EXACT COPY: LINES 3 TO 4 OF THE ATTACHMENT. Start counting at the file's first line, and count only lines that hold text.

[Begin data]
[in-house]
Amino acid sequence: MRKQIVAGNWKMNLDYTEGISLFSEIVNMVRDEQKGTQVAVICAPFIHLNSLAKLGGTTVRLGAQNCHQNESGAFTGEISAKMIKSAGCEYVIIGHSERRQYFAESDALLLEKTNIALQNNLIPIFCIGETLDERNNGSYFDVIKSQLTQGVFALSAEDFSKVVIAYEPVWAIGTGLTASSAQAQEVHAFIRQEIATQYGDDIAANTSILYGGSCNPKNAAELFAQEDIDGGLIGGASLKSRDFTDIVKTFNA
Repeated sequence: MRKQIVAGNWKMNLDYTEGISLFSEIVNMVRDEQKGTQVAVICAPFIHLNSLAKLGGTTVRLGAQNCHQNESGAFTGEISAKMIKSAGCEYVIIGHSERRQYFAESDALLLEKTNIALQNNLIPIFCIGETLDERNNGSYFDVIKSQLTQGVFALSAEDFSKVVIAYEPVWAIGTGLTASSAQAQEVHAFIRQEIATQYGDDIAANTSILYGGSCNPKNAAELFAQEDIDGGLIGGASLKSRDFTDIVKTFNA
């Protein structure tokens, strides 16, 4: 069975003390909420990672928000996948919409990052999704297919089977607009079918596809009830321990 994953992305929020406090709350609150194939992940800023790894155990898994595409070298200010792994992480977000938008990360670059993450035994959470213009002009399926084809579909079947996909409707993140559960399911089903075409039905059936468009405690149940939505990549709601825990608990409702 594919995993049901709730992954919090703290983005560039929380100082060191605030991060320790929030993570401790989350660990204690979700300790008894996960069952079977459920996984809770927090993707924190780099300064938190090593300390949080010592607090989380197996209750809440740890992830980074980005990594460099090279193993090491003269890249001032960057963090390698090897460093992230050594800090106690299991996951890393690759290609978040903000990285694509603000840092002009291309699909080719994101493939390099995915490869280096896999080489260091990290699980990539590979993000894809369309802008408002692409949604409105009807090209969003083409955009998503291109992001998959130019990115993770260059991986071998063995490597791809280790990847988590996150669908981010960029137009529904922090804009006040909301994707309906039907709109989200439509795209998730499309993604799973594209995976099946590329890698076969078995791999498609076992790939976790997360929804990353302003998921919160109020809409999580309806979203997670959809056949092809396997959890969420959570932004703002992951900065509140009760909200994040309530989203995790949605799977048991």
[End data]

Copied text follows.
Repeated sequence: MRKQIVAGNWKMNLDYTEGISLFSEIVNMVRDEQKGTQVAVICAPFIHLNSLAKLGGTTVRLGAQNCHQNESGAFTGEISAKMIKSAGCEYVIIGHSERRQYFAESDALLLEKTNIALQNNLIPIFCIGETLDERNNGSYFDVIKSQLTQGVFALSAEDFSKVVIAYEPVWAIGTGLTASSAQAQEVHAFIRQEIATQYGDDIAANTSILYGGSCNPKNAAELFAQEDIDGGLIGGASLKSRDFTDIVKTFNA
């Protein structure tokens, strides 16, 4: 069975003390909420990672928000996948919409990052999704297919089977607009079918596809009830321990 994953992305929020406090709350609150194939992940800023790894155990898994595409070298200010792994992480977000938008990360670059993450035994959470213009002009399926084809579909079947996909409707993140559960399911089903075409039905059936468009405690149940939505990549709601825990608990409702 594919995993049901709730992954919090703290983005560039929380100082060191605030991060320790929030993570401790989350660990204690979700300790008894996960069952079977459920996984809770927090993707924190780099300064938190090593300390949080010592607090989380197996209750809440740890992830980074980005990594460099090279193993090491003269890249001032960057963090390698090897460093992230050594800090106690299991996951890393690759290609978040903000990285694509603000840092002009291309699909080719994101493939390099995915490869280096896999080489260091990290699980990539590979993000894809369309802008408002692409949604409105009807090209969003083409955009998503291109992001998959130019990115993770260059991986071998063995490597791809280790990847988590996150669908981010960029137009529904922090804009006040909301994707309906039907709109989200439509795209998730499309993604799973594209995976099946590329890698076969078995791999498609076992790939976790997360929804990353302003998921919160109020809409999580309806979203997670959809056949092809396997959890969420959570932004703002992951900065509140009760909200994040309530989203995790949605799977048991």